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-   -   Starting a Car that's had a Long Sit (http://www.bimmerfest.com/forums/showthread.php?t=655854)

mojave19 11-03-2012 04:08 PM

Starting a Car that's had a Long Sit
 
I have a 1989 325i that had been sitting about a year; I won't go into why. I'm in a rural desert area and someone from the county seat an hour's drive away came out here and cited me (and others, I presume) for having an non-operating vehicle on my property. I had it covered and it's in the back of my driveway (not like it's parked across the front yard or on blocks!), but she claims the code is that it has to be in storage if it isn't operating--even though I've kept its registration and even the insurance current. (Is it time for me to switch to the Libertarian Party?)

Anyway, I tried to start it and the engine would try, but just not start. I thought it might be the battery, so I installed a brand new one this morning. Still the same thing. I saw the gas indicator said empty (and the indicator might be out, for all I know; it's had electrical problems in the past), so I put a gallon of gas in. Still not starting. It's turning, the engine just isn't engaging. Might it need new spark plugs?

Sorry I don't know the correct terms. I know very little about cars. There's a neighbor I have a couple blocks away who told me he once had the same car, so I'm hoping I can find him and that he'll stop by for a try and some advice.

Until then or in case I can't find him, does anyone have tips? Please keep it kind of simple for a non-mechanical dumb blonde. :dunno:
The county's giving me two weeks to get the car out of sight or operating.

hornhospital 11-03-2012 04:38 PM

Put more than a gallon in it. That may not be enough for the fuel pump to start picking it up.

Not knowing how much you know about testing engine function, I'll just give you basic stuff to look at.

Check to see if the fuel pump(s) are working. You should have fuel pressure at the fuel rail (where the injectors are). You can take the fuel line off and put it in a small container, then turn the key on for a few seconds. You should get a strong flow of fuel into the container (it really helps to have some help holding the container and fuel line while the key is turned on and off) You should be able to hear the high pressure fuel pump working when you turn the key to "run" position (where the dash lights come on). It will run a few seconds, making a buzzing or humming sound.

If you have fuel flow, next check for spark. You can get a spark tester at an auto parts store, and they only cost a few dollars. If you have spark and fuel the engine should crank.

Now I want to ask, how the heck does this inspector know the car isn't operable? If you moved it to a different spot in your yard and leave the cover off, are they going to come out and check to see if you can crank and drive it? Pardon the rant, but every time I read of this kind of government nannying it makes my blood boil. What right do they have bothering you in a rural area, especially since you've kept it licensed and insured the whole time??? Grrrr. Just pisses me off hugely. :mad:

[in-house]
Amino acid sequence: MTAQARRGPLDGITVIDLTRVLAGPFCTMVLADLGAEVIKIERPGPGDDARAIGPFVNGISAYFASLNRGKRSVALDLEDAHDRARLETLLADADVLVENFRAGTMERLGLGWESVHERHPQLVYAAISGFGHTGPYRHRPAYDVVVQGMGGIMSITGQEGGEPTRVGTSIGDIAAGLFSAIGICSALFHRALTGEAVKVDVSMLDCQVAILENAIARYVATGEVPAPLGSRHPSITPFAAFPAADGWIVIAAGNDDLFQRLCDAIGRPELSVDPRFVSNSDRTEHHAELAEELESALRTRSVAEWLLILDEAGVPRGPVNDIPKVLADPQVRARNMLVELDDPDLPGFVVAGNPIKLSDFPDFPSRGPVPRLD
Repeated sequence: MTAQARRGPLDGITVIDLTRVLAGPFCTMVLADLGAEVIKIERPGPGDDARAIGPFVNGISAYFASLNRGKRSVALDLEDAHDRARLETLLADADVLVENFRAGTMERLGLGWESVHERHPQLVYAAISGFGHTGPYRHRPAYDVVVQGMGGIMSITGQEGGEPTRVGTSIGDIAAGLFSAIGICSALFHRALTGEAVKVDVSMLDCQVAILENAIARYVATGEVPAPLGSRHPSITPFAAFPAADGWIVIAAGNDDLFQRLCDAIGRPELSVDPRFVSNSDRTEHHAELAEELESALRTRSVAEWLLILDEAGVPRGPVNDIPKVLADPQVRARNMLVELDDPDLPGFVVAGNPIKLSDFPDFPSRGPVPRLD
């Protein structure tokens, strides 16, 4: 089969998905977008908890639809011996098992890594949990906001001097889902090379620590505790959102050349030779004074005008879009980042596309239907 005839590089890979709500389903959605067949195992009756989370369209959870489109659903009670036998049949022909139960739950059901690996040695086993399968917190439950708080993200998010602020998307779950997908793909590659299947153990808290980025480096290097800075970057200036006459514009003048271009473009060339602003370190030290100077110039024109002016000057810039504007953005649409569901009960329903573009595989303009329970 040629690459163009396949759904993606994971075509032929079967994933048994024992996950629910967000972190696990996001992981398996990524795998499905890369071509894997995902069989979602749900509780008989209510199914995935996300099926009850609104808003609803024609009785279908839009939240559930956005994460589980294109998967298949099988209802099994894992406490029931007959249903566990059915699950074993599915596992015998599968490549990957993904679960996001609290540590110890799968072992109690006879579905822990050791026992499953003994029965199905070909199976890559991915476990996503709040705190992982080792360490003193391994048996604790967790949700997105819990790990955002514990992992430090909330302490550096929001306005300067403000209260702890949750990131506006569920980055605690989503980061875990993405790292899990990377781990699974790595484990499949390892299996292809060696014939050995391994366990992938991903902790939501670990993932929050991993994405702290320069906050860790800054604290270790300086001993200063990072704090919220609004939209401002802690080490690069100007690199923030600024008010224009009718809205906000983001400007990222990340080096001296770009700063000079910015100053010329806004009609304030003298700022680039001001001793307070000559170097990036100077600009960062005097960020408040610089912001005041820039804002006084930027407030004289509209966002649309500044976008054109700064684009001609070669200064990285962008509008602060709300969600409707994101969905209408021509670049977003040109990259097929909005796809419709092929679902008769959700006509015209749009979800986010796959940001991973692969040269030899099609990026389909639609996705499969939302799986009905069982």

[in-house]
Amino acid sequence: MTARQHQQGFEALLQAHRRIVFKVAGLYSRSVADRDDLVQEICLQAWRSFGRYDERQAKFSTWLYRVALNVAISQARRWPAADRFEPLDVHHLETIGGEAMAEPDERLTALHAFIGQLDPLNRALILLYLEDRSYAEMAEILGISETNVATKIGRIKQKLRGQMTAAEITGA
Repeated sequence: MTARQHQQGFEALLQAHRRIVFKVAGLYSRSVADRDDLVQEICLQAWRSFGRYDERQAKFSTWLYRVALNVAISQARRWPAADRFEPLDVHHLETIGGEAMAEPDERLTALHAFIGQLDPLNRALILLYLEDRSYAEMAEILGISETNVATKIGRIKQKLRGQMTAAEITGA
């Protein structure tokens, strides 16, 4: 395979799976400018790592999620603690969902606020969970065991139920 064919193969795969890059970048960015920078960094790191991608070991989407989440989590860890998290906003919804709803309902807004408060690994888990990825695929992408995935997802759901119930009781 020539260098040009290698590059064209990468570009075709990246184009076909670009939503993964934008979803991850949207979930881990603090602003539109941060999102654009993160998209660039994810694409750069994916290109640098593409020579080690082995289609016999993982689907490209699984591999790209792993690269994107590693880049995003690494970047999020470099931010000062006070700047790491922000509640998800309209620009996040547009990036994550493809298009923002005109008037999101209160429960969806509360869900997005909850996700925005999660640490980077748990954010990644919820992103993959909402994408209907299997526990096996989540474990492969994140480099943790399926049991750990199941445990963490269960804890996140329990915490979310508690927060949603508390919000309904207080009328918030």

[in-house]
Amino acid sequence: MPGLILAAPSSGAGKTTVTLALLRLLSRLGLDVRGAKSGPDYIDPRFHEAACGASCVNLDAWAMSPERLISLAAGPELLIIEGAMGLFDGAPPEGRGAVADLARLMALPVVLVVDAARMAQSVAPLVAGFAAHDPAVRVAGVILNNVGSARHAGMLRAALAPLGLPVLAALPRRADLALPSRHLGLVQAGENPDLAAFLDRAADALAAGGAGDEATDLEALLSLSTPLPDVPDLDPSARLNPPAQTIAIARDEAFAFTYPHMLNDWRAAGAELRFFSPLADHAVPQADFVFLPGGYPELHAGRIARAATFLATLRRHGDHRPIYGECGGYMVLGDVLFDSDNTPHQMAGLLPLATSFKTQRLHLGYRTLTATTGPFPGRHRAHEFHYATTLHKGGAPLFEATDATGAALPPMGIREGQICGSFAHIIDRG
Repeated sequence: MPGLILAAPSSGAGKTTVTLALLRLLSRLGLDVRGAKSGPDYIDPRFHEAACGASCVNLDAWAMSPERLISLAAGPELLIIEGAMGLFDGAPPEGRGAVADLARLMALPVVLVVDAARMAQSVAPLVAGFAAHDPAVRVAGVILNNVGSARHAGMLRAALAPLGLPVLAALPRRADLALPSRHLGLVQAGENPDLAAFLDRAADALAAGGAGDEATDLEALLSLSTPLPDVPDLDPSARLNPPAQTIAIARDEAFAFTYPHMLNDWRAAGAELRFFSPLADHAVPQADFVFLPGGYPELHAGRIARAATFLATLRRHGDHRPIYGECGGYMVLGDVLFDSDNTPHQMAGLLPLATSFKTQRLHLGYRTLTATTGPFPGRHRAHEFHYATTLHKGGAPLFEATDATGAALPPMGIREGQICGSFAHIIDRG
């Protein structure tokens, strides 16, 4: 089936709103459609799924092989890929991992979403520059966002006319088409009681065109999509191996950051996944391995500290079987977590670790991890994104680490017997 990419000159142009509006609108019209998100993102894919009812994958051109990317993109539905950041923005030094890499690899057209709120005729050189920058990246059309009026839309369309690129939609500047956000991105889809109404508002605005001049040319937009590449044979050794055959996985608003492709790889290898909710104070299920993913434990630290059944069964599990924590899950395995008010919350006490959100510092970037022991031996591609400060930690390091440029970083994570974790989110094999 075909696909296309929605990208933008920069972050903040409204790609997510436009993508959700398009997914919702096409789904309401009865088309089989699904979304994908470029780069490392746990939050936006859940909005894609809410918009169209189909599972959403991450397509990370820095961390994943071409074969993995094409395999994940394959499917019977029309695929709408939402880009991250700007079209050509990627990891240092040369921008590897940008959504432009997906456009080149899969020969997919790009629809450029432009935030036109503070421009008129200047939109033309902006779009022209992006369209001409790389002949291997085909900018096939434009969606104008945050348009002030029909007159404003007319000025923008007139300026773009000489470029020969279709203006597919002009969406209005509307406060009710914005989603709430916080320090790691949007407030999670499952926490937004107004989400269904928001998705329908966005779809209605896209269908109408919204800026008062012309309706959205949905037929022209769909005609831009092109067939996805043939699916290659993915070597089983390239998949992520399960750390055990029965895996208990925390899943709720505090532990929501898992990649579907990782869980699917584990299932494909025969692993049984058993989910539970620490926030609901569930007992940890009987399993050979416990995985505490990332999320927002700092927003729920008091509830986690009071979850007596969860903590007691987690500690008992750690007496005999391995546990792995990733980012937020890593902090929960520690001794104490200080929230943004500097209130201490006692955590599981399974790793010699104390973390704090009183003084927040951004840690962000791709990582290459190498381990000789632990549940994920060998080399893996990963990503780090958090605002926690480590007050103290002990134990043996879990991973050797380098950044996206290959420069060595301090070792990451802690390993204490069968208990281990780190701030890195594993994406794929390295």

Nick323 11-05-2012 01:10 AM

How glad I am to be living in the uncivilised world :D
& then some fools ask me why I left America :tsk:

E30949/909 11-05-2012 12:40 PM

Quote:

Originally Posted by hornhospital (Post 7174011)
Put more than a gallon in it. That may not be enough for the fuel pump to start picking it up.

Not knowing how much you know about testing engine function, I'll just give you basic stuff to look at.

Check to see if the fuel pump(s) are working. You should have fuel pressure at the fuel rail (where the injectors are). You can take the fuel line off and put it in a small container, then turn the key on for a few seconds. You should get a strong flow of fuel into the container (it really helps to have some help holding the container and fuel line while the key is turned on and off) You should be able to hear the high pressure fuel pump working when you turn the key to "run" position (where the dash lights come on). It will run a few seconds, making a buzzing or humming sound.

If you have fuel flow, next check for spark. You can get a spark tester at an auto parts store, and they only cost a few dollars. If you have spark and fuel the engine should crank.

Now I want to ask, how the heck does this inspector know the car isn't operable? If you moved it to a different spot in your yard and leave the cover off, are they going to come out and check to see if you can crank and drive it? Pardon the rant, but every time I read of this kind of government nannying it makes my blood boil. What right do they have bothering you in a rural area, especially since you've kept it licensed and insured the whole time??? Grrrr. Just pisses me off hugely. :mad:

Thumbs up to that.

If you have a garage you would be able to park it in there and shouldn't have problems with the county if you can't get it running in time. I know where I live if your car isn't registered with current tags or non op it can't be parked in your driveway it has to be non visible from the street.

BMWFatherFigure 11-05-2012 05:05 PM

and I thought Western Australia was the Nanny state.............

hornhospital 11-05-2012 05:44 PM

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They'd have a fit if they saw my yard. 4 BMWs in various stages of restoration, one dead Chevy Blazer and a '92 Chevy Lumina Euro (for sale! cheap!), plus another BMW and a '71 Firebird in the garage.

I believe California has most of the rest of the world "out-nannied". They're never satisfied until they've got their fingers in everybody's pie.

Mojave19, how about an update? Any luck getting your E30 running?


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